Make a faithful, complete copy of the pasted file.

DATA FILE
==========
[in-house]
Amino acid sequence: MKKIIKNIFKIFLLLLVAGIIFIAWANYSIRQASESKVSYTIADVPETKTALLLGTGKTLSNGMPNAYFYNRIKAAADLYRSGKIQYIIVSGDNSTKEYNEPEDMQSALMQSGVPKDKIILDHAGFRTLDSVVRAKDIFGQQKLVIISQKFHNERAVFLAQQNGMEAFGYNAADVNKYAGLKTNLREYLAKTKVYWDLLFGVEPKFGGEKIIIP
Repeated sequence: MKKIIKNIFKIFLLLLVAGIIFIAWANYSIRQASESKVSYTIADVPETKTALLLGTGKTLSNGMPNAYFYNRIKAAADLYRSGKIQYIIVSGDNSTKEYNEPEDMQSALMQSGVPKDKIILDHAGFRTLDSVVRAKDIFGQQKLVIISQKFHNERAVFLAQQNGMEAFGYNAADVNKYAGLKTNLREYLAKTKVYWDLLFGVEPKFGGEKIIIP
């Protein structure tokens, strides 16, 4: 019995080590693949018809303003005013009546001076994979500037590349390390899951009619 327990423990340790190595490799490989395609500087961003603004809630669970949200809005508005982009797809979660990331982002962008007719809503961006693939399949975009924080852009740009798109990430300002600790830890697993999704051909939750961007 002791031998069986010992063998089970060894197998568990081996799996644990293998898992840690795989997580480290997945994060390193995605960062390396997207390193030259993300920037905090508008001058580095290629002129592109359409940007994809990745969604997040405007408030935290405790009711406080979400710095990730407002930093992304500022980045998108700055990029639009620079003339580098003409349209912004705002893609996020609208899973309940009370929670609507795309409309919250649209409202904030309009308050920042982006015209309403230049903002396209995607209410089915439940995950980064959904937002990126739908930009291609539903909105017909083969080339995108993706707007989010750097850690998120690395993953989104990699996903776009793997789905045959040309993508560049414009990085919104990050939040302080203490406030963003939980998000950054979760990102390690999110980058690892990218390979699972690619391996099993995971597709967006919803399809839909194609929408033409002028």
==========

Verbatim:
[in-house]
Amino acid sequence: MKKIIKNIFKIFLLLLVAGIIFIAWANYSIRQASESKVSYTIADVPETKTALLLGTGKTLSNGMPNAYFYNRIKAAADLYRSGKIQYIIVSGDNSTKEYNEPEDMQSALMQSGVPKDKIILDHAGFRTLDSVVRAKDIFGQQKLVIISQKFHNERAVFLAQQNGMEAFGYNAADVNKYAGLKTNLREYLAKTKVYWDLLFGVEPKFGGEKIIIP
Repeated sequence: MKKIIKNIFKIFLLLLVAGIIFIAWANYSIRQASESKVSYTIADVPETKTALLLGTGKTLSNGMPNAYFYNRIKAAADLYRSGKIQYIIVSGDNSTKEYNEPEDMQSALMQSGVPKDKIILDHAGFRTLDSVVRAKDIFGQQKLVIISQKFHNERAVFLAQQNGMEAFGYNAADVNKYAGLKTNLREYLAKTKVYWDLLFGVEPKFGGEKIIIP
């Protein structure tokens, strides 16, 4: 019995080590693949018809303003005013009546001076994979500037590349390390899951009619 327990423990340790190595490799490989395609500087961003603004809630669970949200809005508005982009797809979660990331982002962008007719809503961006693939399949975009924080852009740009798109990430300002600790830890697993999704051909939750961007 002791031998069986010992063998089970060894197998568990081996799996644990293998898992840690795989997580480290997945994060390193995605960062390396997207390193030259993300920037905090508008001058580095290629002129592109359409940007994809990745969604997040405007408030935290405790009711406080979400710095990730407002930093992304500022980045998108700055990029639009620079003339580098003409349209912004705002893609996020609208899973309940009370929670609507795309409309919250649209409202904030309009308050920042982006015209309403230049903002396209995607209410089915439940995950980064959904937002990126739908930009291609539903909105017909083969080339995108993706707007989010750097850690998120690395993953989104990699996903776009793997789905045959040309993508560049414009990085919104990050939040302080203490406030963003939980998000950054979760990102390690999110980058690892990218390979699972690619391996099993995971597709967006919803399809839909194609929408033409002028």